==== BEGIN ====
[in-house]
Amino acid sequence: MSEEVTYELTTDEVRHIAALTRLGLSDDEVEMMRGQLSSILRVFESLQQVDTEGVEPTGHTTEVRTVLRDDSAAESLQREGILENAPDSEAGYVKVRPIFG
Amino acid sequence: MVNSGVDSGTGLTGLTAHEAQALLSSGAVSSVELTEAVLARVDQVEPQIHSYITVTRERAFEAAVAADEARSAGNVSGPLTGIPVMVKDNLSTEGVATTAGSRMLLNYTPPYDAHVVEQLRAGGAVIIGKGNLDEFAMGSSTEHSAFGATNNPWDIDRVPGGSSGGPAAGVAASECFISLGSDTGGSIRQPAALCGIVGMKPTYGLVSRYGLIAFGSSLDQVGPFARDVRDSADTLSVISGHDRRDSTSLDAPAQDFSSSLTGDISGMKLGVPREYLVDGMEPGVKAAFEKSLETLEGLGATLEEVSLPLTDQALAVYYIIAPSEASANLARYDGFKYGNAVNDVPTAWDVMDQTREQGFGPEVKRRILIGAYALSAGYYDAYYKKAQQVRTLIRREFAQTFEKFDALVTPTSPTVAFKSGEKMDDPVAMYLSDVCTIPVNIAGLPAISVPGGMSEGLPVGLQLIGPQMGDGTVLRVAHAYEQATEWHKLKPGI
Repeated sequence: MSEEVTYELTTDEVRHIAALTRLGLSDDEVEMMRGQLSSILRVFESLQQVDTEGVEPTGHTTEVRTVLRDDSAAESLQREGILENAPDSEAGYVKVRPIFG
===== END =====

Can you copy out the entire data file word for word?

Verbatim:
[in-house]
Amino acid sequence: MSEEVTYELTTDEVRHIAALTRLGLSDDEVEMMRGQLSSILRVFESLQQVDTEGVEPTGHTTEVRTVLRDDSAAESLQREGILENAPDSEAGYVKVRPIFG
Amino acid sequence: MVNSGVDSGTGLTGLTAHEAQALLSSGAVSSVELTEAVLARVDQVEPQIHSYITVTRERAFEAAVAADEARSAGNVSGPLTGIPVMVKDNLSTEGVATTAGSRMLLNYTPPYDAHVVEQLRAGGAVIIGKGNLDEFAMGSSTEHSAFGATNNPWDIDRVPGGSSGGPAAGVAASECFISLGSDTGGSIRQPAALCGIVGMKPTYGLVSRYGLIAFGSSLDQVGPFARDVRDSADTLSVISGHDRRDSTSLDAPAQDFSSSLTGDISGMKLGVPREYLVDGMEPGVKAAFEKSLETLEGLGATLEEVSLPLTDQALAVYYIIAPSEASANLARYDGFKYGNAVNDVPTAWDVMDQTREQGFGPEVKRRILIGAYALSAGYYDAYYKKAQQVRTLIRREFAQTFEKFDALVTPTSPTVAFKSGEKMDDPVAMYLSDVCTIPVNIAGLPAISVPGGMSEGLPVGLQLIGPQMGDGTVLRVAHAYEQATEWHKLKPGI
Repeated sequence: MSEEVTYELTTDEVRHIAALTRLGLSDDEVEMMRGQLSSILRVFESLQQVDTEGVEPTGHTTEVRTVLRDDSAAESLQREGILENAPDSEAGYVKVRPIFG